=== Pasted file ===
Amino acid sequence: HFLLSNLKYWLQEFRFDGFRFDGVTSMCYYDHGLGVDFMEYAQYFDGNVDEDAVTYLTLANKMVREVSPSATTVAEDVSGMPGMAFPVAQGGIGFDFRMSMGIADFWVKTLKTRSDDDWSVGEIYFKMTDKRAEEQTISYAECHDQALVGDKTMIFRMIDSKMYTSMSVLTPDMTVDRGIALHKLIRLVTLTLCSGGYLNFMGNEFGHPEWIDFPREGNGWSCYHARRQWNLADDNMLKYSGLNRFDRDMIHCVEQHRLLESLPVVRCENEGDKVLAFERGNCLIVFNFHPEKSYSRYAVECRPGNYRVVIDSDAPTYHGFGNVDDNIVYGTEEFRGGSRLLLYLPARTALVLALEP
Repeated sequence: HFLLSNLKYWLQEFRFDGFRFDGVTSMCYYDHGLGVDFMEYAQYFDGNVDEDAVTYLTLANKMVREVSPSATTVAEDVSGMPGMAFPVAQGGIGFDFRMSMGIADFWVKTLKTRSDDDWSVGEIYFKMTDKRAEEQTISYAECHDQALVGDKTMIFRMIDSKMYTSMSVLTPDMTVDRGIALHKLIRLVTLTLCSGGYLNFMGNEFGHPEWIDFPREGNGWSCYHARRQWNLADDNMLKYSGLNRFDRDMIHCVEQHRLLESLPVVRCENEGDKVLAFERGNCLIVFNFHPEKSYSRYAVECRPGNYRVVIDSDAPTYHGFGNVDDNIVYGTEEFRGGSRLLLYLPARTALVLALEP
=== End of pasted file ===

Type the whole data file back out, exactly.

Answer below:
Amino acid sequence: HFLLSNLKYWLQEFRFDGFRFDGVTSMCYYDHGLGVDFMEYAQYFDGNVDEDAVTYLTLANKMVREVSPSATTVAEDVSGMPGMAFPVAQGGIGFDFRMSMGIADFWVKTLKTRSDDDWSVGEIYFKMTDKRAEEQTISYAECHDQALVGDKTMIFRMIDSKMYTSMSVLTPDMTVDRGIALHKLIRLVTLTLCSGGYLNFMGNEFGHPEWIDFPREGNGWSCYHARRQWNLADDNMLKYSGLNRFDRDMIHCVEQHRLLESLPVVRCENEGDKVLAFERGNCLIVFNFHPEKSYSRYAVECRPGNYRVVIDSDAPTYHGFGNVDDNIVYGTEEFRGGSRLLLYLPARTALVLALEP
Repeated sequence: HFLLSNLKYWLQEFRFDGFRFDGVTSMCYYDHGLGVDFMEYAQYFDGNVDEDAVTYLTLANKMVREVSPSATTVAEDVSGMPGMAFPVAQGGIGFDFRMSMGIADFWVKTLKTRSDDDWSVGEIYFKMTDKRAEEQTISYAECHDQALVGDKTMIFRMIDSKMYTSMSVLTPDMTVDRGIALHKLIRLVTLTLCSGGYLNFMGNEFGHPEWIDFPREGNGWSCYHARRQWNLADDNMLKYSGLNRFDRDMIHCVEQHRLLESLPVVRCENEGDKVLAFERGNCLIVFNFHPEKSYSRYAVECRPGNYRVVIDSDAPTYHGFGNVDDNIVYGTEEFRGGSRLLLYLPARTALVLALEP